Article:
Having bought 88 O’Connell Street for $34 million – up to $14 million above its professionally assessed value – the Adelaide City Council bears the burden of making sure something gets built there.
“We wouldn’t want history repeating … that’s the whole point of the exercise,” area councillor Sandy Wilkinson told InDaily.
“We wouldn’t want to just sell it to another Makris.”
The council will tonight vote on ‘guiding principles’ for any future development on the site, which include a maximum height of eight storeys.
Before they agreed to buy the high street property from the Makris Group in December last year, councillors considered a feasibility study, outlining three options to get it developed.
Each comes with its own, significant risks.
InDaily asked several city councillors how they would manage those risks if re-elected in November.
Sell it to a developer
The first option is that the council could sell the land to a developer under a contract that guarantees certain design elements, including a height limit, and locks in deadlines for construction.
According to the document, the council would likely lose about $10 million on resale but recoup the cash over 13 to 15 years.
Central ward councillor Houssam Abiad said it was possible the development industry would show no interest whatsoever in the site, given the height limits and compulsory timeframe the council will have to impose on any prospective new owner.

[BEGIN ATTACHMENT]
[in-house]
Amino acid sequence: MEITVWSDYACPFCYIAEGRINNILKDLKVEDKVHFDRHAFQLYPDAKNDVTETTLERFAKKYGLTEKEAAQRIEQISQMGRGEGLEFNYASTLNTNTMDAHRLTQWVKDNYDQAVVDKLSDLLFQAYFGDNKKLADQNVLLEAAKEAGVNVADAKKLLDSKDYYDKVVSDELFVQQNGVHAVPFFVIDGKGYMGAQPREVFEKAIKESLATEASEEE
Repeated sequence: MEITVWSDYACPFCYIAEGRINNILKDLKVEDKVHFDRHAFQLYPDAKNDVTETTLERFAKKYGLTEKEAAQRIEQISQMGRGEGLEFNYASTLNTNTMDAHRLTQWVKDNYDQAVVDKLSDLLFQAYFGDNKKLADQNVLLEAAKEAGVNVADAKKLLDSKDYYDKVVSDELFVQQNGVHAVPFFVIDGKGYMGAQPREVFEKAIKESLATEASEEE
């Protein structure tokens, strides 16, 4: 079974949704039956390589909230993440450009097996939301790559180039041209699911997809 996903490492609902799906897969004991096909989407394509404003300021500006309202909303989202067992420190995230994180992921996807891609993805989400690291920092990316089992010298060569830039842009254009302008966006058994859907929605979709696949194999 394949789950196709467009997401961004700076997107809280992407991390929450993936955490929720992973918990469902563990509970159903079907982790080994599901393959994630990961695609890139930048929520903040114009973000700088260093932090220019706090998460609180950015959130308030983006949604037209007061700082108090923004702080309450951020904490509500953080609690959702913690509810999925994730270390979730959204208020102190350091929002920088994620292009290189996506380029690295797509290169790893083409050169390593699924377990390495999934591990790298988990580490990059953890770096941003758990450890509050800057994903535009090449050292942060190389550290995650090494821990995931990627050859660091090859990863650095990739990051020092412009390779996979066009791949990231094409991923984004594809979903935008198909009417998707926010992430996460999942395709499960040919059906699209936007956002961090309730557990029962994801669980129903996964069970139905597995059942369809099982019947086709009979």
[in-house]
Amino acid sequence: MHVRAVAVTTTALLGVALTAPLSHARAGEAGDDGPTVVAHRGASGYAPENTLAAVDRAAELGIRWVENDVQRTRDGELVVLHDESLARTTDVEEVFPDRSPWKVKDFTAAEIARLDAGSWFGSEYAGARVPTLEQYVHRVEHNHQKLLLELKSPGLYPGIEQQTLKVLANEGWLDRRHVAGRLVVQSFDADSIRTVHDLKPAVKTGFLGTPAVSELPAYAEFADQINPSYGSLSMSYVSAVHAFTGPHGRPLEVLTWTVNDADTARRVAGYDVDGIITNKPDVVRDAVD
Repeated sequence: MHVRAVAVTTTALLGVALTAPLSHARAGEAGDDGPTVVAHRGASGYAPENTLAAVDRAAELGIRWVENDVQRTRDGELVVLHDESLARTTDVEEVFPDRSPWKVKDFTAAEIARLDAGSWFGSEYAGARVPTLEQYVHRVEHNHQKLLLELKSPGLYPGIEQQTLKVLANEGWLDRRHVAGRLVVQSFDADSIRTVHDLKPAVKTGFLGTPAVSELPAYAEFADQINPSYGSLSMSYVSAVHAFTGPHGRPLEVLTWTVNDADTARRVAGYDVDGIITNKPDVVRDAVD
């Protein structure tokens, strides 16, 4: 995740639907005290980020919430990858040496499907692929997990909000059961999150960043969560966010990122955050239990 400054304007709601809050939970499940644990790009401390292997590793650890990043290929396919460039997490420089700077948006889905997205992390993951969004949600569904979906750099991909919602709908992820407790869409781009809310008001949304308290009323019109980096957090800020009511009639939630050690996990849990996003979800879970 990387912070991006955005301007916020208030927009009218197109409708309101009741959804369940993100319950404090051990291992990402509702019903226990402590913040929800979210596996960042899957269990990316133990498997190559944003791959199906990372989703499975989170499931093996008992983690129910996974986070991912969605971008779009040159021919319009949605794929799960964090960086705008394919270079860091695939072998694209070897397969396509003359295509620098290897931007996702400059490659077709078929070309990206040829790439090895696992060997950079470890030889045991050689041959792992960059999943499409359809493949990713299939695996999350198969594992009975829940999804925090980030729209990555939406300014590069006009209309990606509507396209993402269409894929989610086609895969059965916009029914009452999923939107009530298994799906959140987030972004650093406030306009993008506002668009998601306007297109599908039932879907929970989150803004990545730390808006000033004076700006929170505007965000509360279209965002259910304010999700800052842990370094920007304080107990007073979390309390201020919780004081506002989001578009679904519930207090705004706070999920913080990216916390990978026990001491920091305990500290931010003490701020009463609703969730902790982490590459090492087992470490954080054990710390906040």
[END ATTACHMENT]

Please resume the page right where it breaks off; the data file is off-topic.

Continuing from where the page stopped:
“There’s a very big chance that that might happen – that no-one might be interested,” he said, arguing the guiding principles might have to change in order to interest developers in the site.
North ward councillor Sue Clearihan said whatever happens, the old Le Cornu site must not be sold to just one developer.
“There needs to be multiple owners,” she said.
“We can’t fall into the trap of having one owner that would hold up development on the site for another 20 years … because you could end up in the same situation we’ve come from.
“If we go through all this preparation and end up with a single owner of the site, the risks of the same thing happening again are huge.”
North ward councillor Phil Martin told InDaily developers’ interests don’t necessarily align with those of the North Adelaide community.
“The worst nightmare would be for a developer to come along and say that … the economy’s not as good as it could be – therefore I’m going to delay any action.
“Let’s be clear: if you’re a developer and you have the title to a property you’ll do whatever you need to do to get the best return.
“That’s business and anyone who thinks otherwise is dreaming.”
Area councillor Anne Moran agreed that selling the site to a developer would put the council in a poor negotiating position down the track.
“As night follows day”, she argued, the following scenario would likely unfold: the developer agrees to a land management agreement and buys the site; the developer later argues that economic conditions have changed, and that unless the agreement is modified to allow several more storeys in building height, construction would have to be delayed indefinitely.
Moran said this would leave the council in the perilous political situation of either agreeing to development that the North Adelaide community would find abhorrent – a political nightmare – or taking the land back, un-developed: also a political nightmare.
Moreover, she added: “We have overpaid, so if we did sell it on we’d just be selling it on at a loss.”
Council builds it
The second option is that the council builds the development itself.
This would give councillors full control over the outcome, the design and the political consequences of the build.
But it would also come at a huge financial cost – modelled to reach $177 million – and saddle ratepayers with an extraordinary level of risk.